WASHINGTON - U.S. worker productivity grew in the second quarter at more than double the pace of the previous three months, and labor costs fell, giving Federal Reserve policy-makers further reason to refrain from raising interest rates this month.
Productivity, a measure of output per hour worked, rose at a 5.3 percent annual rate in the second quarter after a 1.9 percent rate of increase in the first quarter, the Labor Department said yesterday. The increase over the past 12 months was the largest in 17 years.
As a result of the productivity gains, labor costs fell at a 0.1 percent rate in the second quarter after rising at a 1.9 percent pace in the first. "With no inflation threat from labor costs, the Fed will be hard-pressed to raise rates" Aug. 22, said Rich Yamarone, senior economist at Argus Research in New York.
In June, Fed policy-makers held the overnight bank lending rate at a nine-year high of 6.5 percent, citing tentative signs of slower economic growth. They have raised interest rates six times since June 1999 to crimp consumer and business borrowing and prevent the economy from overheating.
Fed officials have said productivity is a primary reason the economy has been able to grow faster without causing inflation to accelerate, and suggested that they are not worried about spending increases by businesses that enable workers to do their jobs with greater efficiency.
The latest figures on economic growth show that business investment in equipment and software alone surged at a 21 percent annual rate in the second quarter after a 20.6 percent pace of increase in the first quarter.
Fed policy-makers expect the economy to slow in the latter part of this year. "The test for productivity will come if the economy is slowing and we see output starting to slow," Chicago Fed Bank President Michael Moskow told a state treasurers group yesterday. "We'll then get a better understanding of whether our productivity growth, this very significant productivity growth, is cyclical, is due to the faster rate of output growth, or if it's structural."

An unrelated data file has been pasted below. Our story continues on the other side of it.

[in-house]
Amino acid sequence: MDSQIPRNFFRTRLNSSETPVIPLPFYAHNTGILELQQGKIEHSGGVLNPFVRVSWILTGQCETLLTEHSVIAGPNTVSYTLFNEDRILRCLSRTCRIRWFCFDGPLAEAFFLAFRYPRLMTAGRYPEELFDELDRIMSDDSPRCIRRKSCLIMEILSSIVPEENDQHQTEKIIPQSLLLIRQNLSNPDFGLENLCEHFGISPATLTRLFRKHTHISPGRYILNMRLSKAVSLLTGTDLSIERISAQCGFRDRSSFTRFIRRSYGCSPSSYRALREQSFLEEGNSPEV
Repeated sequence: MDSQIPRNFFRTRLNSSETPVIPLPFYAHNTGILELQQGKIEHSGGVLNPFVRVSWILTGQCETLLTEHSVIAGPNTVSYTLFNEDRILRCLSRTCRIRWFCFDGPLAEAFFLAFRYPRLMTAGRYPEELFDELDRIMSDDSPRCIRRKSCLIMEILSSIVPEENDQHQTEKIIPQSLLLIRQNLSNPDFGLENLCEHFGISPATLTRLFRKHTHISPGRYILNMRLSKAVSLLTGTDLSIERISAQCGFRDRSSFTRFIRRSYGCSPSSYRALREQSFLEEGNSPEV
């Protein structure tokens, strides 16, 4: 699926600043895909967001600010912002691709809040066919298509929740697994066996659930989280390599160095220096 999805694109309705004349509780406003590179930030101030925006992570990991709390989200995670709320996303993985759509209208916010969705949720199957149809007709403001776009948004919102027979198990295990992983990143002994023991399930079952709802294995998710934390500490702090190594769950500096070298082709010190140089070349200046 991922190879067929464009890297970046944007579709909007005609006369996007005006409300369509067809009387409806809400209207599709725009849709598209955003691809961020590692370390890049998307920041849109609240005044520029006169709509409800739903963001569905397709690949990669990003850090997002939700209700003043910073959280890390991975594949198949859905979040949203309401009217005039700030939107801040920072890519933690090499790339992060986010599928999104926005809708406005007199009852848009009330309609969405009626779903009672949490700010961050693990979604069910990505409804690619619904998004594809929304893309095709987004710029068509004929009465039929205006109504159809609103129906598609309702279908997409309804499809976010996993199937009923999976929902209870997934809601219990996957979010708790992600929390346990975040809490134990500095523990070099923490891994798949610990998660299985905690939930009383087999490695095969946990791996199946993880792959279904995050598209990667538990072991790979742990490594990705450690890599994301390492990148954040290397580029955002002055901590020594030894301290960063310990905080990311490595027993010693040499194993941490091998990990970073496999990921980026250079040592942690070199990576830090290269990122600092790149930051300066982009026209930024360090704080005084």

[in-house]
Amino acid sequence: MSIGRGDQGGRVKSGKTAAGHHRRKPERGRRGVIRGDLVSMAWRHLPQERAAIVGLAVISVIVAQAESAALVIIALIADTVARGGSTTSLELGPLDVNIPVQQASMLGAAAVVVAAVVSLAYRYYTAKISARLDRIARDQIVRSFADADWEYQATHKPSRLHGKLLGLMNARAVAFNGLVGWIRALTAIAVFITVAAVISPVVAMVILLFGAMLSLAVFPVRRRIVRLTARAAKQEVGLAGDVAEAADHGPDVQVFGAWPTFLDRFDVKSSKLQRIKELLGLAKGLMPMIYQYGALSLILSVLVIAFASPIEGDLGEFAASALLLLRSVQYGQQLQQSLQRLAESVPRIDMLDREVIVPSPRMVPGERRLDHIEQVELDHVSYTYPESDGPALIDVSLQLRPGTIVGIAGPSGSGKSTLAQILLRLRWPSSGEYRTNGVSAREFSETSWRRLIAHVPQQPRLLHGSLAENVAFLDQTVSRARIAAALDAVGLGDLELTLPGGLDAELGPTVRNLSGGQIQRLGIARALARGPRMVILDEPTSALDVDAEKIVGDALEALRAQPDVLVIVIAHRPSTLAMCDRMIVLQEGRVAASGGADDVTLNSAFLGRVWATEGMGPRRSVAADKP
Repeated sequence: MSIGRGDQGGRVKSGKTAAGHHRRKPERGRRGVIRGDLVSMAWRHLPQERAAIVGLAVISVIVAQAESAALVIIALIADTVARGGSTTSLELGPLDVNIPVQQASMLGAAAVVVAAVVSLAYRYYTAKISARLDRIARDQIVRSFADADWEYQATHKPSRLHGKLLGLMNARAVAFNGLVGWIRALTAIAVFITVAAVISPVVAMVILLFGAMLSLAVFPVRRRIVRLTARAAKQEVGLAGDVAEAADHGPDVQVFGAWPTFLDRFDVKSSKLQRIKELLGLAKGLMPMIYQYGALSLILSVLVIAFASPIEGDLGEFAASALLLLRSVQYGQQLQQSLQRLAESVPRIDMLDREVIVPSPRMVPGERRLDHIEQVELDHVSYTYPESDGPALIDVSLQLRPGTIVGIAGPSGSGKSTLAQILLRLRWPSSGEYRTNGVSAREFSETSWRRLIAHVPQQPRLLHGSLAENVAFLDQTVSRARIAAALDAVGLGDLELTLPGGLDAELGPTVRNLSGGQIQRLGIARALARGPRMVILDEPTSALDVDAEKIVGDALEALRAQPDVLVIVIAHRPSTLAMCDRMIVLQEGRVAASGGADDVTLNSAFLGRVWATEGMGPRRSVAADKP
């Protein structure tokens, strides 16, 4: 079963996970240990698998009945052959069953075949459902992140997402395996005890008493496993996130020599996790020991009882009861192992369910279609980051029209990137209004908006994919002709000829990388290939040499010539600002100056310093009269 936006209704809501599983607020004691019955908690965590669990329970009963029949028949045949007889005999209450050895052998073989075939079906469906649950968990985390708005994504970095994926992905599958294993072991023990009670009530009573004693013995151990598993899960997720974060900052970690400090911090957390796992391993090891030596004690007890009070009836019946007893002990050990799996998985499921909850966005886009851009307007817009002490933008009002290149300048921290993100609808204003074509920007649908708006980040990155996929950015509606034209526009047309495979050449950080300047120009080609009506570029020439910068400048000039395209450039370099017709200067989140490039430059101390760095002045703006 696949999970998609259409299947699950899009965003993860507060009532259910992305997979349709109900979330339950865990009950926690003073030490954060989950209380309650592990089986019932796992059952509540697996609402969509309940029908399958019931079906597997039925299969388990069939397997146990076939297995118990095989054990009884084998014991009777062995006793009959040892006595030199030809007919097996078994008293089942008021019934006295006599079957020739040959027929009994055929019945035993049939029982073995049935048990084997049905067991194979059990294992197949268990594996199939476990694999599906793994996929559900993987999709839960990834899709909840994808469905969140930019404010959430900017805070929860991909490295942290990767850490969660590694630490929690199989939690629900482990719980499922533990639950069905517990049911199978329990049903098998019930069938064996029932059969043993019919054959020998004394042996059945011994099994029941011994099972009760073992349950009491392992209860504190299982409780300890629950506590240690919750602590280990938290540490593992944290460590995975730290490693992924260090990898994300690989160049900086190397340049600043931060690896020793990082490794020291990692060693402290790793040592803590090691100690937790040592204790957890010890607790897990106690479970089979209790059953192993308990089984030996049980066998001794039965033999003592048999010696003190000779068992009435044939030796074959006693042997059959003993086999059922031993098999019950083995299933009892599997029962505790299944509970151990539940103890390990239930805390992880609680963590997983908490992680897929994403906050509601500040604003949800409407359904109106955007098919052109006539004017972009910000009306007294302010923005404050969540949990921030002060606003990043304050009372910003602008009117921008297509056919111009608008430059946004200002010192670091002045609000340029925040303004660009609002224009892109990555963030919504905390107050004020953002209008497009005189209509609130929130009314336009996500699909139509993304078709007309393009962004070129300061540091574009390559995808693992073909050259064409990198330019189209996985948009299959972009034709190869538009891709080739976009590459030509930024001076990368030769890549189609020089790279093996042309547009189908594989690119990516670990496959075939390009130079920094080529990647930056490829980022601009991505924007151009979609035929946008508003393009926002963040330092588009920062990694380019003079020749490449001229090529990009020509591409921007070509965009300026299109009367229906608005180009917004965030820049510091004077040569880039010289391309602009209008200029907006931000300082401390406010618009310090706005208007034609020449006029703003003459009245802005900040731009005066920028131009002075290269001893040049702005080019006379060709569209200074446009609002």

U.S. stocks and Treasury securities gained after the report. The Dow Jones industrial average rose 109.88 points, or 1 percent, to close at 10,976.89; the Standard & Poor's index of 500 stocks rose 3.49 points, or 0.2 percent, to 1,482.81; and the Nasdaq composite index fell 14.44 points, or 0.4 percent - its first loss in four sessions - to 3,848.55.
Compared with the second quarter last year, productivity was 5.1 percent higher, the largest year-over-year increase in a single three-month period since a 5.3 percent gain in the third quarter of 1983.
Analysts had expected productivity to rise a 4.5 percent annual rate in the second quarter and unit labor costs to rise at a 0.4 percent pace.
For manufacturers, productivity rose at a 5.1 percent annual pace in the second quarter, compared with a 7.9 percent annual rate in the first quarter. Compared with the second-quarter last year, manufacturing productivity rose 6.9 percent, up from a 6.8 percent year-over-year gain in the first quarter.
The gain in productivity for the quarter was assured because U.S. gross domestic product, or the nation's total output of goods and services, grew at a 5.2 percent pace in the second quarter. The government measures productivity in effect by measuring the gross domestic product of private businesses and dividing by the number of hours those businesses report their employees worked.
Total worker output grew at a 5.9 percent rate in the second quarter from a 5.2 percent rate in the previous quarter. The number of hours worked increased at a 0.5 percent rate, down from a 3.2 percent rate in the first quarter.
The implicit price deflator - a measure of inflation tied to the productivity report - increased at a 2.2 percent rate in the second quarter compared with a 3.2 percent rate in the first quarter.